ABL: When I first met him I think I was more surprised at how normal he was. He displays a lot of eccentric qualities, but he’s really just a very normal dad. He watches reality TV with his kids, and eats spaghetti, and he’s very much a normal guy. So I guess that’s what surprised me about him.
I guess we were a little bit nervous, when we first started shooting, we were nervous that he was going to throw us out. We’d heard a lot of stories from various people about how they tried to interview him and shoot photos of him, and he threw them out. And we thought he was going to do the same thing with us, so the first day we were definitely walking on eggshells, and being polite, and not trying to offend him. We were scared that that mad man was going to come out, but it ended up being quite the opposite. And part of it is because we caught him at a really good time in his life when he was ready to sit down and tell his story. So he was very welcoming to us, and he liked us, he was very hospitable, and it became the opposite experience from what everyone told us it was going to be.
SJ: What story did you set out to tell, and how did that change over time?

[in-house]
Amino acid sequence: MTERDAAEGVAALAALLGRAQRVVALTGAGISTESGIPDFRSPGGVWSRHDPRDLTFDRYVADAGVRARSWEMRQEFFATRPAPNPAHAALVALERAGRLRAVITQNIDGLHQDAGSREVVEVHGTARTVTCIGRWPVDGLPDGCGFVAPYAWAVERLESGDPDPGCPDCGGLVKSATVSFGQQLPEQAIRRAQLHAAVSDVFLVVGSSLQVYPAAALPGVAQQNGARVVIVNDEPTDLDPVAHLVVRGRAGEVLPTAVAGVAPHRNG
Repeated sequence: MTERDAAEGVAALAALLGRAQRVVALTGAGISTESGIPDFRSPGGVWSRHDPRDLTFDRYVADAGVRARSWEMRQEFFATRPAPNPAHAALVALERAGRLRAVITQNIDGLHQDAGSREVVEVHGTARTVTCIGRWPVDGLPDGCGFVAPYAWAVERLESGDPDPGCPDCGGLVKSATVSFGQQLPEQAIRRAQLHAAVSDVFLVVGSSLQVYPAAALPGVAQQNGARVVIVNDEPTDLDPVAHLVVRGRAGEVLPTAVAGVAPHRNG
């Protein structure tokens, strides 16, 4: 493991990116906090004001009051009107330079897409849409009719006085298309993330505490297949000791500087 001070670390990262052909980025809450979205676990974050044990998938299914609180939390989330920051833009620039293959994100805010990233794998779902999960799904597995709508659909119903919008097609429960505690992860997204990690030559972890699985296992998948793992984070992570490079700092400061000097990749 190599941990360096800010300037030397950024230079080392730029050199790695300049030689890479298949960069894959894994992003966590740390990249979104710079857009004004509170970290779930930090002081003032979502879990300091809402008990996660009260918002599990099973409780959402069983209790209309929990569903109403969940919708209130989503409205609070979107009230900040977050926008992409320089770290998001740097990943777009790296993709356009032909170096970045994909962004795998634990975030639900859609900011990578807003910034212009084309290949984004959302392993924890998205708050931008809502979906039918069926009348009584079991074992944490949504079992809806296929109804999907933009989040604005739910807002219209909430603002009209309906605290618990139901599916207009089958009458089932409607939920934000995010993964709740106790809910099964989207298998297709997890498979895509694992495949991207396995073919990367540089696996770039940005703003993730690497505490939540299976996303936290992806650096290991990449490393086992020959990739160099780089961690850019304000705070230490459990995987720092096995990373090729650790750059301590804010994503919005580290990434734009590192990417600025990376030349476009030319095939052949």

ABL: The plan was really just to tell his life story, and to focus on the key moments of his life story. There were some very important moments in his life that he didn’t want to talk about, or would have preferred to have glanced over and pretend they didn’t really happen. A good example of that is his relationship with Mad Professor, but he wasn’t included in the movie because Lee didn’t want to talk about him.
And there were moments he was very forthcoming about that were really fascinating that no one really knew about. Like especially the first ten years of his life, which he hadn’t really talked about, and all of a sudden he starts remembering these things about his relationship with his father, how his parents split up, and working in the sugar field with his mother. The framework for our story was also quite defined by what he wanted to tell us.
SJ: Was Mr. Perry open to your interpretation of his story, or was he active in shaping the story with you guys?
ABL: The first time we showed him the film, it was like a rough cut, the only comment he made was “this is going to be massive!” He loved it. He’s never made a single comment about wanting to change anything. He had things that he wanted to add that wasn’t possible. Like he asked us to take a scene from The Ten Commandments where Moses is parting the Red Sea and insert it in the film somewhere.
And in San Francisco he had a DVD of this Disney movie called Ice Age, and he was like watching it on this portable TV. Like the whole time we were in San Francisco he would walk around watching this movie, he was like obsessed with this movie Ice Age, and he asked us to put scenes from Ice Age in The Upsetter. And I was like “I don’t know if that’s such a great idea. I’m not really trying to go clear that with Disney.”